Rossington Hall: How a crumbling Doncaster school became a gem of a country house hotel

When property developer Gary Gee first stepped inside Rossington Hall back in 2011, he was confronted with a building that was starchly institutional.

It had been used as a residential school for children with behavioural difficulties since the 1950s, and its appearance reflected the spartan educational climate of the era.

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Hundreds of beds were still inside the vast dormitories that had once been the Victorian house's grand bedrooms, while the sunken rose garden and ornamental ponds in the formal grounds were overgrown and concreted over.

Rossington Hall

Yet Gary, a former washing machine engineer who has become one of Doncaster's most visionary businessmen, abandoned his plans to convert the hall into flats after just one viewing, and decided instead to realise its potential as a country house hotel.

Old photographs supplied by former staff gave him an insight into what the house had looked like in its heyday, after the Streatfield family moved in in 1883. They lived at their new residence on the medieval Shooters Hill hunting estate until 1937, when their daughter Annette died and the hall became first a Catholic missionary training college and later a wartime base for the Royal Veterinary Corps.

Rossington Hall once had an entrance hall, dining room, library, conservatory, drawing room, two sitting rooms, billiards room and 22 bedrooms, as well as gardens, 250 acres of land and a stable block.

Although small by the standards of country houses - the Streatfields were only minor gentry - it was a thriving estate which provided employment for local people.

The grand staircase which caught Gary Gee's eye

It was a hive of activity once again when Gary's loyal staff arrived on the site in 2011 and began gutting the school, which had closed three years earlier. They opened the hotel's restaurant just a year later.

"When I first saw it, it was cold, damp and institutional. There were gloss walls and tiled floors, but surprisingly no damage or graffiti that might have been caused by the children. There was a burst pipe in the dining room and water had come through the ceiling."

Gary's childhood memories of the school are of a forbidding, isolated place cut off from mainstream society.

"Anybody my age who grew up around here would say it was a school for 'problem' children - we were told not to go down the road to it. I never dreamt that there was such a nice building at the end of it. Back when it first became a school, nobody wanted or appreciated big houses, and it could easily have been knocked down.

The conservatory

"I only saw it once before I bought it, and I had planned to turn it into housing. But when I saw inside, I knew immediately that it had to be a hotel - I couldn't subdivide it, it needed to be kept in one piece and restored. The original staircase was still there and it looked beautiful."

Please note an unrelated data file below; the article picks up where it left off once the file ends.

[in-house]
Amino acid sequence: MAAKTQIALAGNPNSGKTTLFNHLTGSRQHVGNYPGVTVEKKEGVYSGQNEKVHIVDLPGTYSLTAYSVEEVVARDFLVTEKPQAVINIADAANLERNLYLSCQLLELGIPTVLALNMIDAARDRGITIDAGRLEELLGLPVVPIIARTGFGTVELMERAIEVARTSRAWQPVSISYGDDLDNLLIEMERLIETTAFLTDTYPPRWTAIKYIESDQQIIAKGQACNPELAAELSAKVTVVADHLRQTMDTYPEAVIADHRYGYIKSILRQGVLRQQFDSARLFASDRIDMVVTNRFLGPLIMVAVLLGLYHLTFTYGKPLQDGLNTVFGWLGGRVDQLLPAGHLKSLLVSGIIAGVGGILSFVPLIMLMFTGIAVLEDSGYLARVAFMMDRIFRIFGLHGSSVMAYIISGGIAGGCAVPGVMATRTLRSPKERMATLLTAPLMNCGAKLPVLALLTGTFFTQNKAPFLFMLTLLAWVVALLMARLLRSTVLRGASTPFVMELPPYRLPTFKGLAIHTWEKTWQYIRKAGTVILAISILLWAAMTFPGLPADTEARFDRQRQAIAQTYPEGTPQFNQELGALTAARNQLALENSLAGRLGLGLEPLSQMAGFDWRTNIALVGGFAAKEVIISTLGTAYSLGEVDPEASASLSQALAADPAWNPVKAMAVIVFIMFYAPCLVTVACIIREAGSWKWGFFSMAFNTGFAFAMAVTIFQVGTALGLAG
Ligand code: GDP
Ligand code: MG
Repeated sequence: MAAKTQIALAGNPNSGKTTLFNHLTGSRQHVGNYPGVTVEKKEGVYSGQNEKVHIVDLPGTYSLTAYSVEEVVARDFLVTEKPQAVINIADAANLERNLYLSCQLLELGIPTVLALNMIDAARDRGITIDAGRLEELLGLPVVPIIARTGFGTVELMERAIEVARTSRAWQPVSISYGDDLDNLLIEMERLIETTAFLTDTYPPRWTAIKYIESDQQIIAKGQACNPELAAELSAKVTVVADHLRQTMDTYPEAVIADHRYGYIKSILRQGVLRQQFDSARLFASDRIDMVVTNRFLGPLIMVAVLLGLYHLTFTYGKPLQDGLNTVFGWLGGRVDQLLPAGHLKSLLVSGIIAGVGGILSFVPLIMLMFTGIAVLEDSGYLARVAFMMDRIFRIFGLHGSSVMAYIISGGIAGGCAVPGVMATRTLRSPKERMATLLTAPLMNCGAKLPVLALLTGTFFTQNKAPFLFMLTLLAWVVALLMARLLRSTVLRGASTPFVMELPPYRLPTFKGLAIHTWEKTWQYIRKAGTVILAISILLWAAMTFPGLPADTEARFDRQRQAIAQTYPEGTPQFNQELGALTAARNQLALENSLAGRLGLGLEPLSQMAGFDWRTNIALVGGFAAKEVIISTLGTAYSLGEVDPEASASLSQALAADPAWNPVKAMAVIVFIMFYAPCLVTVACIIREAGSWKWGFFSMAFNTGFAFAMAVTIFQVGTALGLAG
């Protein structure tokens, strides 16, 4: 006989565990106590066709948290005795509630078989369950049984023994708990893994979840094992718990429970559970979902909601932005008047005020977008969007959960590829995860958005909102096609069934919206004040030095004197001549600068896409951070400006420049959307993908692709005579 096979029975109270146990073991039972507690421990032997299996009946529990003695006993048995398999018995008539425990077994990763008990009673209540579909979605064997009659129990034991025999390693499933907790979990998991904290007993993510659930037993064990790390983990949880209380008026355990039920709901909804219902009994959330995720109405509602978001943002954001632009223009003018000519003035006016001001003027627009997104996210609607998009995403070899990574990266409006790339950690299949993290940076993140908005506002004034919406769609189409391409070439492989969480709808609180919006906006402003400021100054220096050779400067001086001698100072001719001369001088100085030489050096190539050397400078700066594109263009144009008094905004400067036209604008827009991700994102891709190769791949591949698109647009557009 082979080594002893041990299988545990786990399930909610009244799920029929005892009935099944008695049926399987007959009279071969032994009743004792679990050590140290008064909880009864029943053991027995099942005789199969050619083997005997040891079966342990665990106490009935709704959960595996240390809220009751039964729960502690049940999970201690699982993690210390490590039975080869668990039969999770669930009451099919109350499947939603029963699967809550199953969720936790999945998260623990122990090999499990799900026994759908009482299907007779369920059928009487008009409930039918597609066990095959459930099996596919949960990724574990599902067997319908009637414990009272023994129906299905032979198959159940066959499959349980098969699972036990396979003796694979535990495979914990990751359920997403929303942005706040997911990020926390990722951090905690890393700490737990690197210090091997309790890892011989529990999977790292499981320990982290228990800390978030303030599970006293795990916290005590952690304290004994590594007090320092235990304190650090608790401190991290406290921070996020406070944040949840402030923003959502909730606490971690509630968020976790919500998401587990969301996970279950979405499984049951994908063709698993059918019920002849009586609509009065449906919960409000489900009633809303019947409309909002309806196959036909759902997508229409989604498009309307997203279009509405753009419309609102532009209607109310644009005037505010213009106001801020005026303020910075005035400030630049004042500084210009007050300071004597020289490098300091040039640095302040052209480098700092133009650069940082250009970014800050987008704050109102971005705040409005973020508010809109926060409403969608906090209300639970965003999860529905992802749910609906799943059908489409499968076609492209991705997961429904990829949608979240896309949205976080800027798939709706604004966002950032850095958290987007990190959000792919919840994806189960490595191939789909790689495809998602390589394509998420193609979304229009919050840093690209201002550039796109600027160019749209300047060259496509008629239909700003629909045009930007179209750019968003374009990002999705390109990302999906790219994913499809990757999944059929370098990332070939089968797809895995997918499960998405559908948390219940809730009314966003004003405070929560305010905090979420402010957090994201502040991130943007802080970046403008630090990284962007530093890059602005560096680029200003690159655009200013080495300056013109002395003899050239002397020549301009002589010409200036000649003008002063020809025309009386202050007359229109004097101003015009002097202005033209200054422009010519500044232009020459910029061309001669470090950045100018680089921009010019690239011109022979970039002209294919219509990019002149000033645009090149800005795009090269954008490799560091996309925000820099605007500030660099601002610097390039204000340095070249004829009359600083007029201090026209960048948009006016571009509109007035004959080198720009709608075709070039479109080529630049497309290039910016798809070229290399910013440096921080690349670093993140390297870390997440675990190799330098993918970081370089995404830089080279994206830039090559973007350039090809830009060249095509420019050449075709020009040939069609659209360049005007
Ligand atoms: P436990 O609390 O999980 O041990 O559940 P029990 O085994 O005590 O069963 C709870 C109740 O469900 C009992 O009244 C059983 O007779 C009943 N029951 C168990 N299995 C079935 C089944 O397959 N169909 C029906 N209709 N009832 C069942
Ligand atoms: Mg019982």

His team spent months ripping out beds, dividing walls and wall-mounted electrics, and gradually the house gave up its 19th-century secrets.

"I wanted to get a full understanding of the original layout, so we could feel the ambience of the 1880s. We used local craftsmen who can turn their hand to anything.

The drawing room

"One of the main challenges was working out how each of the rooms had been laid out. We had a photo of the drawing room taken in the 1950s which showed two marble fireplaces - they'd been bricked up and we opened them up again. They'd been smashed to bits but we managed to produce exact copies using the picture, which was quite satisfying."

Gary's intention was always to open the building before its refurbishment was complete in order to generate an income to fund further work.

In 2012, staff began serving meals in the dining room at weekends. At that point, there was no working central heating system and they relied on open fires for warmth. By 2015, they had opened seven bedrooms, and there are now 21.

"We have a lot of customers from the early days who keep coming back and enjoy watching it develop, and we do more weddings now. We get a lot of business guests, which we didn't anticipate at first."

Celebrity guests to have stayed at Rossington Hall include actor Sir Ian McKellen, performer Sheridan Smith - who is from the area and got engaged at the hotel - and comedian David Baddiel.

"We're one of the nicer hotels in Doncaster and I think word has got out among the VIPs. We're a little bit different, a hidden gem and very discreet - we want to blend into the background."

Rossington Hall

One of the major challenges Gary faced was rejuvenating the grounds, which had become a wilderness. Most areas had been neglected for 50 years and left to grow wild. A yew hedge had been allowed to reach 60ft in height and destroy the rose garden, while ponds had been covered up to prevent children falling into them.

"Once we started pulling trees up, we found features we didn't know existed, which was a nice surprise. We had a photo showing a young girl in the rose garden which we were able to use to recreate it."

The next phase of the project is a conversion of the single-storey 1950s classroom extensions into more bedrooms and a sports wing with gym, golf simulator, badminton court and table tennis.

Yet Gary has even more ambitious plans to eventually turn the estate into a luxury spa resort.

"We want 40-50 bedrooms and a spa facility. We've got 250 acres here - some of the land is let to tenant farmers, and the Northern Racing College have 60 acres and the stables. They have a long-term lease and they have been pretty much born and bred here, so we would like them to be here for a long time yet - it is lovely to see the stables being used for their original purpose.

"It has been a dream project for me so far."

The stables are home to the Northern Racing College, which trains jockeys, grooms and yard workers